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Adolescents & Young People in Emergency & Transition Situations Cecile Mazzacurati UNFPA, Humanitarian Response Branch 21 February 2012.

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Presentation on theme: "Adolescents & Young People in Emergency & Transition Situations Cecile Mazzacurati UNFPA, Humanitarian Response Branch 21 February 2012."— Presentation transcript:

1 Adolescents & Young People in Emergency & Transition Situations Cecile Mazzacurati UNFPA, Humanitarian Response Branch 21 February 2012

2 Who are adolescents & young people? A transition phase between childhoold and adulthood – but perceptions and definitions vary depending on local realities, culture and beliefs. UN definitions Children: under 18 Adolescents: 10 to 19 Youth: 15 to 24 Young people: 10 to 24

3 Who are adolescents & young people? o Younger (10-14) / older (15-19) adolescents o Girls/boys, young women/young men o "Youth programming" not always attentive to these differences – tendency to address « youth » as a homogeneous group o Targeted strategies required to reach out to sub-groups Younger adolescent girls, for instance, have been systematically neglected in programming; international efforts to prioritize them in recent years Not a homogenous group!

4 Why prioritize adolescents and young people during emergencies? “Demographic imperative”: o Today we have the largest generation of young people the world has ever known o Children and adolescents (‹18) represent appr. 47% of UNHCR’s “persons of concern” (11% of these < 5 yrs)* Sierra Leone: 63% of the population < 25 yrs old (2002) Northern Uganda: 65% of Sudanese refugees < 25 yrs old (2005) * UNHCR statistical yearbook 2010

5 Why prioritize adolescents and young people during emergencies? Increased vulnerabilities due to: o Breakdown of social and cultural systems o Exposure to violence and chaos o Personal traumas such as the loss of family members, loss of protection mechanisms o Disruption of school and friendships o Absence of role models

6 Adolescents are more vulnerable to SRH threats during emergencies o Lack of basic information on sexual and reproductive health o Disruption of health services, or impossibility of access o Early sexual initiation o Early and unwanted pregnancies, leading to unsafe abortion or teen parenthood o Higher risk of contracting STIs and HIV o Gender-based violence, including family violence o Accrued risks of sexual violence (rape, sex slaves, bush wives, survival sex) o Recrudescence or apparition of harmful practices (trafficking, early marriage, FGM…) o Substance abuse and boredom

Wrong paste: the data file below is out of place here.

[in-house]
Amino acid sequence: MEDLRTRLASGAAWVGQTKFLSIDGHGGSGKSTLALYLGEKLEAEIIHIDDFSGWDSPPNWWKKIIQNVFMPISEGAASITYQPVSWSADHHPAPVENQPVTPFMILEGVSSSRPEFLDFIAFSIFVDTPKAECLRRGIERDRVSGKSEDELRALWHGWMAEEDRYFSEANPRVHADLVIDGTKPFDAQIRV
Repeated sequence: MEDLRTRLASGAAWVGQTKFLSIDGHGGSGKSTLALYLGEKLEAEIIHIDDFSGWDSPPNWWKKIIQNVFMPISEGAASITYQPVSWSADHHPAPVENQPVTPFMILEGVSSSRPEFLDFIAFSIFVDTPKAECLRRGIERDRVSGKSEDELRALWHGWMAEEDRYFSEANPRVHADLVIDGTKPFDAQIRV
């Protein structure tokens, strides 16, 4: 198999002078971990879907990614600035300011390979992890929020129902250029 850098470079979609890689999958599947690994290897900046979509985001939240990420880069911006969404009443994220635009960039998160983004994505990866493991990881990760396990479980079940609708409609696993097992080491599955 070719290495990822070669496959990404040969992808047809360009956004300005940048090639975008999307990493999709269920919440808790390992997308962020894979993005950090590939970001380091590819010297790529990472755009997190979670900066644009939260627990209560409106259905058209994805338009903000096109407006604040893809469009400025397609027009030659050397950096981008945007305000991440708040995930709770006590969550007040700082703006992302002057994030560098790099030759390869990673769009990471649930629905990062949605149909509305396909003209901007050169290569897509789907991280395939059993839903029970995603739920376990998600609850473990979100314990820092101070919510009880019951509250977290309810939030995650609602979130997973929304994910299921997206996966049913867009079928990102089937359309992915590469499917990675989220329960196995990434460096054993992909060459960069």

7 Why prioritize adolescents and young people during emergencies? Tremendous capacities & resilience: o Energy, dynamism o Idealism o Willingness to support the recovery of their communities = a valuable resource for their own community, and for the humanitarian community

8 Challenges Data Lack of sex- and age-disaggregated data (SADD) collection and analysis Lack of global agreement on age categories that should be used to gather SADD Prioritization « Age » is recognized by the IASC as a cross-cutting issue, but low priority is given to it: age is not systematically addressed by Flash/CAP no age-focus in CERF live-saving criteria Lack of funding

9 Challenges Coordination No formal coordination platform to support the adoption of an "age lense" through cluster approach Technical Lack of knowledge and operational guidance on "how to" integrate adolescents/youth/age in cluster work Lack of methodology to support "youth participation"

10 Challenges Existing experience in youth programming in the field: Health: general health, reproductive health, mental health Education: formal, non-formal, informal Employment & livelihoods But often siloed -- what has been demonstrated to work is: Multi-sectoral approaches, looking at young people’s needs more holistically Life-cycle lens, looking at evolving capabilities and needs through the life-cycle Inter-generational approaches – working with parents, caregivers, community members

11 Opportunities: foundations in place for acting for adolescents & young people o Convention on the Rights of the Child (1989) o Machel Study (1996) o ICPD (1994) o Security Council Resolution 1325 o Security Council Resolution 1612

12 Opportunities: some guidance exists Advocacy tools: Will You Listen? Young Voices from Conflict Zones (Report) YOUTH ZONES – Voices from emergencies (Advocacy video, Adolescent Sexual and Reproductive Health Toolkit for Humanitarian Settings ( for RH managers and humanitarian prog managers ) Y-PEER manual on peer education on SRH in emergencies

13 Opportunities: there is momentum Youth are one of the Secretary General’s key priorities for his second term Growing recognition that adolescents and young people need much stronger attention in emergency, transition, recovery and peacebuilding

14 What can be done immediately? Advocate for needs of specific groups (adolescent girls, older women, etc.) Support clusters in looking at varying needs through life-cycle and targeting their activities as a consequence Ensure appeal narratives and projects take various age groups into consideration

15 What is needed longer term? Expand the Gender Marker so it includes a stronger focus on age Develop technical guidance for clusters on age and gender Form a coordination platform to carry this work forward Integrating age into gender work will make gender mainstreaming more effective!

16 Thank you!


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